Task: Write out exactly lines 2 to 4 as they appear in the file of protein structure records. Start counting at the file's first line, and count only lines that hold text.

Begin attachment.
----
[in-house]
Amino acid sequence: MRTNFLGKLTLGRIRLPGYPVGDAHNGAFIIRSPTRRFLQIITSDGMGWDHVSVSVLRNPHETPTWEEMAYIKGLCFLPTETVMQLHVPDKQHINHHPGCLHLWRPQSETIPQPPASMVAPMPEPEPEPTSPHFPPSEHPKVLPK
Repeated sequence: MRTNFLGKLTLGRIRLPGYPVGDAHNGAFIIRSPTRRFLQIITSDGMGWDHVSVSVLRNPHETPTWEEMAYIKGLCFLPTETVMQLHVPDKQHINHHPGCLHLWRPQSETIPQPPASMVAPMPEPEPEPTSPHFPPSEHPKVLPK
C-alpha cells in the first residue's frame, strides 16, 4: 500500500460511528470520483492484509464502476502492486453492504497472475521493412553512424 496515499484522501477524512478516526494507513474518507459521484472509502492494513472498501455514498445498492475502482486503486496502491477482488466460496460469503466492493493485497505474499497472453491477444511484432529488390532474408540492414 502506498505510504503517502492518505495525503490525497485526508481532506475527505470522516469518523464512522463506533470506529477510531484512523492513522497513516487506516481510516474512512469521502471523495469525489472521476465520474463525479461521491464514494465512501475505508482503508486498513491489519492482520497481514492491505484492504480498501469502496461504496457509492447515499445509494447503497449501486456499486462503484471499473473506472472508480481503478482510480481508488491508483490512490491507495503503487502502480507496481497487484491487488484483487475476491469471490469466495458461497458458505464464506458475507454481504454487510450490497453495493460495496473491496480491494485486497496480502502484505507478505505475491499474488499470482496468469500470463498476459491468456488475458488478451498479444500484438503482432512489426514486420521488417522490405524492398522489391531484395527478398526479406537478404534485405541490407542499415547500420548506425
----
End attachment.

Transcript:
Amino acid sequence: MRTNFLGKLTLGRIRLPGYPVGDAHNGAFIIRSPTRRFLQIITSDGMGWDHVSVSVLRNPHETPTWEEMAYIKGLCFLPTETVMQLHVPDKQHINHHPGCLHLWRPQSETIPQPPASMVAPMPEPEPEPTSPHFPPSEHPKVLPK
Repeated sequence: MRTNFLGKLTLGRIRLPGYPVGDAHNGAFIIRSPTRRFLQIITSDGMGWDHVSVSVLRNPHETPTWEEMAYIKGLCFLPTETVMQLHVPDKQHINHHPGCLHLWRPQSETIPQPPASMVAPMPEPEPEPTSPHFPPSEHPKVLPK
C-alpha cells in the first residue's frame, strides 16, 4: 500500500460511528470520483492484509464502476502492486453492504497472475521493412553512424 496515499484522501477524512478516526494507513474518507459521484472509502492494513472498501455514498445498492475502482486503486496502491477482488466460496460469503466492493493485497505474499497472453491477444511484432529488390532474408540492414 502506498505510504503517502492518505495525503490525497485526508481532506475527505470522516469518523464512522463506533470506529477510531484512523492513522497513516487506516481510516474512512469521502471523495469525489472521476465520474463525479461521491464514494465512501475505508482503508486498513491489519492482520497481514492491505484492504480498501469502496461504496457509492447515499445509494447503497449501486456499486462503484471499473473506472472508480481503478482510480481508488491508483490512490491507495503503487502502480507496481497487484491487488484483487475476491469471490469466495458461497458458505464464506458475507454481504454487510450490497453495493460495496473491496480491494485486497496480502502484505507478505505475491499474488499470482496468469500470463498476459491468456488475458488478451498479444500484438503482432512489426514486420521488417522490405524492398522489391531484395527478398526479406537478404534485405541490407542499415547500420548506425